Academic journal article Military Review

NATO'S GAMBLE: Combining Diplomacy and Airpower in the Kosovo Crisis 1998-1999

Academic journal article Military Review

NATO'S GAMBLE: Combining Diplomacy and Airpower in the Kosovo Crisis 1998-1999

Article excerpt

NATO'S GAMBLE: Combining Diplomacy and Airpower in the Kosovo Crisis 1998-1999, Dag Henriksen, Naval Institute Press, Annapolis, MD, 2007, 304 pages, $24.00.

In Nato's Gamble, Dag Henricksen, a European airpower expert, analyzes Operation Allied Force, the confusing brawl that became NATO's gamble in the 1999 Kosovo crisis. With significant insights into American and European perspectives on the application of airpower, Henrickson exposes the frailties apparent in NATO even during this limited operation. Military leaders involved in future planning for Afghanistan, the Balkans, or other NATO areas of interest should carefully consider the political realities Henricksen has detailed.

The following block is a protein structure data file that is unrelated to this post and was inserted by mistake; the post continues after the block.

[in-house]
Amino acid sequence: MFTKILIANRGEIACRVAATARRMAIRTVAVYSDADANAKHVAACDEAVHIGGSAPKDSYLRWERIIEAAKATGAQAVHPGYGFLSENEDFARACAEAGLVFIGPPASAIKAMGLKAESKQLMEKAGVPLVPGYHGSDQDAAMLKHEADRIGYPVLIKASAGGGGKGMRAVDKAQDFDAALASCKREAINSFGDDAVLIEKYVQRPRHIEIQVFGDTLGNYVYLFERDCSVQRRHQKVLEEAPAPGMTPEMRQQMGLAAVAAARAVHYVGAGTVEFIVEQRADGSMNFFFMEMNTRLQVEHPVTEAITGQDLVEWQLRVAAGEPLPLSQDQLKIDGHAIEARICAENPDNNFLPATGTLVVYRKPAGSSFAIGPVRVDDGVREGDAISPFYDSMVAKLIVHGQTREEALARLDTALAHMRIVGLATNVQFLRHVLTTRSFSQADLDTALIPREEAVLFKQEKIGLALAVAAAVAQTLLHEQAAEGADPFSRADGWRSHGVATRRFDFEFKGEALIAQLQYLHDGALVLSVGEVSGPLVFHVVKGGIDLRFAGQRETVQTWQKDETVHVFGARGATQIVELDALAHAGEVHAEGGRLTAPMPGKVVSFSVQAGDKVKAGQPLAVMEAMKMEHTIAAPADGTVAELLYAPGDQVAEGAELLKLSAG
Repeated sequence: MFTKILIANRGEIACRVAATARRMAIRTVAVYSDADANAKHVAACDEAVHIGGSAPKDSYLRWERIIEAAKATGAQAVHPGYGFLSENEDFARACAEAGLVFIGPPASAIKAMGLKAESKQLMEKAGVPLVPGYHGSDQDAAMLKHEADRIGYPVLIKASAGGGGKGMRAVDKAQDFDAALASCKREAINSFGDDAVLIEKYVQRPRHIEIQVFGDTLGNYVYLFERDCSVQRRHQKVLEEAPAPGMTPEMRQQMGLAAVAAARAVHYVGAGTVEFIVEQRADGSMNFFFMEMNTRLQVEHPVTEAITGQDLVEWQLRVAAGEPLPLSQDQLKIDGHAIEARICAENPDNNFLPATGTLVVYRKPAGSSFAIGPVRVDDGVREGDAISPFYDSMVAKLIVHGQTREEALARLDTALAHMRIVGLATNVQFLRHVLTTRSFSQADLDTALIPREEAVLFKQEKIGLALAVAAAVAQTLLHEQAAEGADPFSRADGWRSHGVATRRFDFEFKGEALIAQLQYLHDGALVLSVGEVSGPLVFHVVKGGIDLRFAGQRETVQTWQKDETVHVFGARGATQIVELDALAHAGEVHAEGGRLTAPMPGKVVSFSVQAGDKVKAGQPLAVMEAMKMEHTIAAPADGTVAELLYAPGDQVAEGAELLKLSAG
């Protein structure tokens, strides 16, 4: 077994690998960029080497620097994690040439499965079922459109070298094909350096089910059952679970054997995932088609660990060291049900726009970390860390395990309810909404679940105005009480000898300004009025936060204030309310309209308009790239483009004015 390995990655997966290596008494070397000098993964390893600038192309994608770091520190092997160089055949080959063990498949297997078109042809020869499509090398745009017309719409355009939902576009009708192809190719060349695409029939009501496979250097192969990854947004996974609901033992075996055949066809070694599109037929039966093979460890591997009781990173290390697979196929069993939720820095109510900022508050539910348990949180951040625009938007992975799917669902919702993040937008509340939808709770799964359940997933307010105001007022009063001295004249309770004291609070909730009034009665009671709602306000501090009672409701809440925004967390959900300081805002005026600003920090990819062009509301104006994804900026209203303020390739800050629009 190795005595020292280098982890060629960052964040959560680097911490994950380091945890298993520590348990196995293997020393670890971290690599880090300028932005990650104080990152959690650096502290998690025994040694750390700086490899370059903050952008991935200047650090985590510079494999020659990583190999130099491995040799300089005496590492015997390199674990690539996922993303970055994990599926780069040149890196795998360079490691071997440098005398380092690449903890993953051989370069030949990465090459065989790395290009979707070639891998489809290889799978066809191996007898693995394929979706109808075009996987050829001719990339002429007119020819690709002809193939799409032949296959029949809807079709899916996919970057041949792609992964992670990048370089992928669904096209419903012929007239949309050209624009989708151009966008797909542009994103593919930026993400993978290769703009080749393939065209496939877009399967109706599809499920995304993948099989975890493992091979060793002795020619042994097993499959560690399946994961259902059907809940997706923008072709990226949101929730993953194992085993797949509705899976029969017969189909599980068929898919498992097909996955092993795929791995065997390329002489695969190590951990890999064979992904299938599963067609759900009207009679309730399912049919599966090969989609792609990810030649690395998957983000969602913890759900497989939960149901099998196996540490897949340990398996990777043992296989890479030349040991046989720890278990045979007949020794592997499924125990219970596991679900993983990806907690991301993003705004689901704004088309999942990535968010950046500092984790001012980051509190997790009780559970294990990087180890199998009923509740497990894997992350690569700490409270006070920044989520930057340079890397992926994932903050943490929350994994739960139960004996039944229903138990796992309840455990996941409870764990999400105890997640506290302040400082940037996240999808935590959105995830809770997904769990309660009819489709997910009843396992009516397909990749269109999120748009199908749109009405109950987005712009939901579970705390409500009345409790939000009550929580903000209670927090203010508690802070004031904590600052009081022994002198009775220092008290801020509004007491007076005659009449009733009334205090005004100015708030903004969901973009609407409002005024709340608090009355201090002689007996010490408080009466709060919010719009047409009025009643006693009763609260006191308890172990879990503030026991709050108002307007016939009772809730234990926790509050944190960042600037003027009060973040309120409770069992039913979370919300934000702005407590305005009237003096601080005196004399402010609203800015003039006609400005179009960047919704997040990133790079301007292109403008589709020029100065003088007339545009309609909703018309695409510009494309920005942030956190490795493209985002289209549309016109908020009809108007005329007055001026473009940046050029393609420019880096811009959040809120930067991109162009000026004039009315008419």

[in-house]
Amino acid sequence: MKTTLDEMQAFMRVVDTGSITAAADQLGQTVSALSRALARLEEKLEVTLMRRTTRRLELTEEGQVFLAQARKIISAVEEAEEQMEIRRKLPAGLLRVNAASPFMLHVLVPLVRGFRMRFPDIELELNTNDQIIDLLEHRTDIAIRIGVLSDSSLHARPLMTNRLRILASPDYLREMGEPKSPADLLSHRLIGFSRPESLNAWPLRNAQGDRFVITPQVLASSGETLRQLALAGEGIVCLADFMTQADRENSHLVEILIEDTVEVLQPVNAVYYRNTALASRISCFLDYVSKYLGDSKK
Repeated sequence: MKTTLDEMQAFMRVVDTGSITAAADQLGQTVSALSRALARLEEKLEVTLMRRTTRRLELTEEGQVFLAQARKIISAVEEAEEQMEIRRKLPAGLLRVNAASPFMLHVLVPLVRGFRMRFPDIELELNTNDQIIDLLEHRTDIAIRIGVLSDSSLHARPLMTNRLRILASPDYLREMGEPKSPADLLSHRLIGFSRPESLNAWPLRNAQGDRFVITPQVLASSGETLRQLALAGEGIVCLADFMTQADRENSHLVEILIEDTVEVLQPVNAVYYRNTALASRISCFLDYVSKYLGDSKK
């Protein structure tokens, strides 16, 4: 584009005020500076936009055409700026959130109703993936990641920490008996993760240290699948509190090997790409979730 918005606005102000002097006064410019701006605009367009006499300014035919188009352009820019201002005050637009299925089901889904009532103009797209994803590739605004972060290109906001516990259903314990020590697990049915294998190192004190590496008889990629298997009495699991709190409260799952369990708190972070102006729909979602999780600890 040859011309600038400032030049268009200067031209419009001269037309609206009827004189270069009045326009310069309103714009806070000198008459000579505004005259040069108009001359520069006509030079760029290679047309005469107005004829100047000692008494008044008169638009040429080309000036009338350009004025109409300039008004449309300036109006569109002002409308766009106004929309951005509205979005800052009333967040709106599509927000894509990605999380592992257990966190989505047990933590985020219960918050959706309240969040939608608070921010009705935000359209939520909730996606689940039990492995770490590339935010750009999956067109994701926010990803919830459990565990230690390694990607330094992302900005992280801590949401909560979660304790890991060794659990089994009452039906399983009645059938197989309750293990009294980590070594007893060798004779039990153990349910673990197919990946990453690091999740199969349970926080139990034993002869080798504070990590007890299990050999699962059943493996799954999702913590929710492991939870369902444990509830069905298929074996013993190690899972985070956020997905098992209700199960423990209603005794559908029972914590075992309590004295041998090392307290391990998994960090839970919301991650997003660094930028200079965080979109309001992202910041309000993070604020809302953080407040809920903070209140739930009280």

As armed confrontation with Serbia's Slobodan Milosevic loomed, many Europeans felt that Secretary of State Madeleine Albright and the U.S. had pushed them into the middle of a civil war for which they had no appetite. At a minimum, they wanted UN autiiorization before they struck another sovereign European nation. General Wesley Clark and diplomat Richard Holbrooke then sold them on a short air campaign that almost evolved into a full-scale ground war in tough terrain. Throughout the operation, the U.S. maintained a unilateral command structure, hitting targets the other NATO nations were unaware of. As a result of all these U.S. machinations, European loyalty to this transformed Cold War institution was sorely tested, and the effects of 1999 are still being felt today. …

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